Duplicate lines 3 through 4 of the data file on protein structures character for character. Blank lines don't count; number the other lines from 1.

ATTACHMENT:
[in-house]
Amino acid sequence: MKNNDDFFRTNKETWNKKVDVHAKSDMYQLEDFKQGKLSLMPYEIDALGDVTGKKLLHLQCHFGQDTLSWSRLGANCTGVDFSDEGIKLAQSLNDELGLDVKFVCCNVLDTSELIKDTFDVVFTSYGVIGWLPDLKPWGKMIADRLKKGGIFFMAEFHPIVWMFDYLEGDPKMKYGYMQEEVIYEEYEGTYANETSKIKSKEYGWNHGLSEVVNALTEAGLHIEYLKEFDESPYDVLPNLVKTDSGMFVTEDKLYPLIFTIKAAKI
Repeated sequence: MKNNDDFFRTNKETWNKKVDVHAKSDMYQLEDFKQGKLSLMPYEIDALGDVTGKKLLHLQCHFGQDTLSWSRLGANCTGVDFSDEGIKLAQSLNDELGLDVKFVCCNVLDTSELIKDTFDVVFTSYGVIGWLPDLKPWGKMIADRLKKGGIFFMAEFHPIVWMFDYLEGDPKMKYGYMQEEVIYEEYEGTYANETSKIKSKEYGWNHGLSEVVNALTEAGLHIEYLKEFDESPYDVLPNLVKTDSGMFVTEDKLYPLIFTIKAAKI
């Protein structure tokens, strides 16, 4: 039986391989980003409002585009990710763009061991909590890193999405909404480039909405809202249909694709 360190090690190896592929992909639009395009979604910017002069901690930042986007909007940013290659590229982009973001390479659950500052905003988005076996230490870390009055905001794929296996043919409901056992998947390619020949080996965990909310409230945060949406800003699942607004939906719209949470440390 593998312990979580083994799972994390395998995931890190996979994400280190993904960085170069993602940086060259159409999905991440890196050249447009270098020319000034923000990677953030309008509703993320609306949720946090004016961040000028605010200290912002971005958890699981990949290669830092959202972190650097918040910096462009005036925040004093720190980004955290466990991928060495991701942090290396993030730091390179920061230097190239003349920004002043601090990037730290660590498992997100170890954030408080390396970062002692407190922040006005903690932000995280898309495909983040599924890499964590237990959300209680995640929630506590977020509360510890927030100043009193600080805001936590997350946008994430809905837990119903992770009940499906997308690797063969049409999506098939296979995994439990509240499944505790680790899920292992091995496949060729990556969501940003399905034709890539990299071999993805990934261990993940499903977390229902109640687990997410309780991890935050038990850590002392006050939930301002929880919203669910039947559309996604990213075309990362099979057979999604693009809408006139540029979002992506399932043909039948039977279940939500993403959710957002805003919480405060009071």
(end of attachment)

Repeated sequence: MKNNDDFFRTNKETWNKKVDVHAKSDMYQLEDFKQGKLSLMPYEIDALGDVTGKKLLHLQCHFGQDTLSWSRLGANCTGVDFSDEGIKLAQSLNDELGLDVKFVCCNVLDTSELIKDTFDVVFTSYGVIGWLPDLKPWGKMIADRLKKGGIFFMAEFHPIVWMFDYLEGDPKMKYGYMQEEVIYEEYEGTYANETSKIKSKEYGWNHGLSEVVNALTEAGLHIEYLKEFDESPYDVLPNLVKTDSGMFVTEDKLYPLIFTIKAAKI
């Protein structure tokens, strides 16, 4: 039986391989980003409002585009990710763009061991909590890193999405909404480039909405809202249909694709 360190090690190896592929992909639009395009979604910017002069901690930042986007909007940013290659590229982009973001390479659950500052905003988005076996230490870390009055905001794929296996043919409901056992998947390619020949080996965990909310409230945060949406800003699942607004939906719209949470440390 593998312990979580083994799972994390395998995931890190996979994400280190993904960085170069993602940086060259159409999905991440890196050249447009270098020319000034923000990677953030309008509703993320609306949720946090004016961040000028605010200290912002971005958890699981990949290669830092959202972190650097918040910096462009005036925040004093720190980004955290466990991928060495991701942090290396993030730091390179920061230097190239003349920004002043601090990037730290660590498992997100170890954030408080390396970062002692407190922040006005903690932000995280898309495909983040599924890499964590237990959300209680995640929630506590977020509360510890927030100043009193600080805001936590997350946008994430809905837990119903992770009940499906997308690797063969049409999506098939296979995994439990509240499944505790680790899920292992091995496949060729990556969501940003399905034709890539990299071999993805990934261990993940499903977390229902109640687990997410309780991890935050038990850590002392006050939930301002929880919203669910039947559309996604990213075309990362099979057979999604693009809408006139540029979002992506399932043909039948039977279940939500993403959710957002805003919480405060009071």